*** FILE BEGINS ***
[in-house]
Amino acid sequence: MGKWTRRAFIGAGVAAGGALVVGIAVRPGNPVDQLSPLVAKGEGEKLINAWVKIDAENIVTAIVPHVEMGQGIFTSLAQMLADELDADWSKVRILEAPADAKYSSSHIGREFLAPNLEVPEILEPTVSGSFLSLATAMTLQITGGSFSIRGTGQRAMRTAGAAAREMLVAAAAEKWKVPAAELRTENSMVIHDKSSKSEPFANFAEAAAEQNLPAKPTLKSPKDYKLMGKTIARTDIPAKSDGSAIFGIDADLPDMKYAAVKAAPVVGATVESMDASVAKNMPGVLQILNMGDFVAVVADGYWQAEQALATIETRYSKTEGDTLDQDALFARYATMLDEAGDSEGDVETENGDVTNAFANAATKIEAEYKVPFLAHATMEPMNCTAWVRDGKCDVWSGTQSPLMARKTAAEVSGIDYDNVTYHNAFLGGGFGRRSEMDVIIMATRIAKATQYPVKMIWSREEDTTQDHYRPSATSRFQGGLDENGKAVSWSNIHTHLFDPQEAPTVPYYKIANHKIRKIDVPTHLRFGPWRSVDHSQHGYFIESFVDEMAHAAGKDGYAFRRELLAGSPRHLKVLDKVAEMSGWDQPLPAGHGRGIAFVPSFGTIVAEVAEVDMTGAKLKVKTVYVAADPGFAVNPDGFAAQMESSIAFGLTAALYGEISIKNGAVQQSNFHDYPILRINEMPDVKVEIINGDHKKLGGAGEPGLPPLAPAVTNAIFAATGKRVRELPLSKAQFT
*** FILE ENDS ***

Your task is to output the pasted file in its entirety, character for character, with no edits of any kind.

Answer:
[in-house]
Amino acid sequence: MGKWTRRAFIGAGVAAGGALVVGIAVRPGNPVDQLSPLVAKGEGEKLINAWVKIDAENIVTAIVPHVEMGQGIFTSLAQMLADELDADWSKVRILEAPADAKYSSSHIGREFLAPNLEVPEILEPTVSGSFLSLATAMTLQITGGSFSIRGTGQRAMRTAGAAAREMLVAAAAEKWKVPAAELRTENSMVIHDKSSKSEPFANFAEAAAEQNLPAKPTLKSPKDYKLMGKTIARTDIPAKSDGSAIFGIDADLPDMKYAAVKAAPVVGATVESMDASVAKNMPGVLQILNMGDFVAVVADGYWQAEQALATIETRYSKTEGDTLDQDALFARYATMLDEAGDSEGDVETENGDVTNAFANAATKIEAEYKVPFLAHATMEPMNCTAWVRDGKCDVWSGTQSPLMARKTAAEVSGIDYDNVTYHNAFLGGGFGRRSEMDVIIMATRIAKATQYPVKMIWSREEDTTQDHYRPSATSRFQGGLDENGKAVSWSNIHTHLFDPQEAPTVPYYKIANHKIRKIDVPTHLRFGPWRSVDHSQHGYFIESFVDEMAHAAGKDGYAFRRELLAGSPRHLKVLDKVAEMSGWDQPLPAGHGRGIAFVPSFGTIVAEVAEVDMTGAKLKVKTVYVAADPGFAVNPDGFAAQMESSIAFGLTAALYGEISIKNGAVQQSNFHDYPILRINEMPDVKVEIINGDHKKLGGAGEPGLPPLAPAVTNAIFAATGKRVRELPLSKAQFT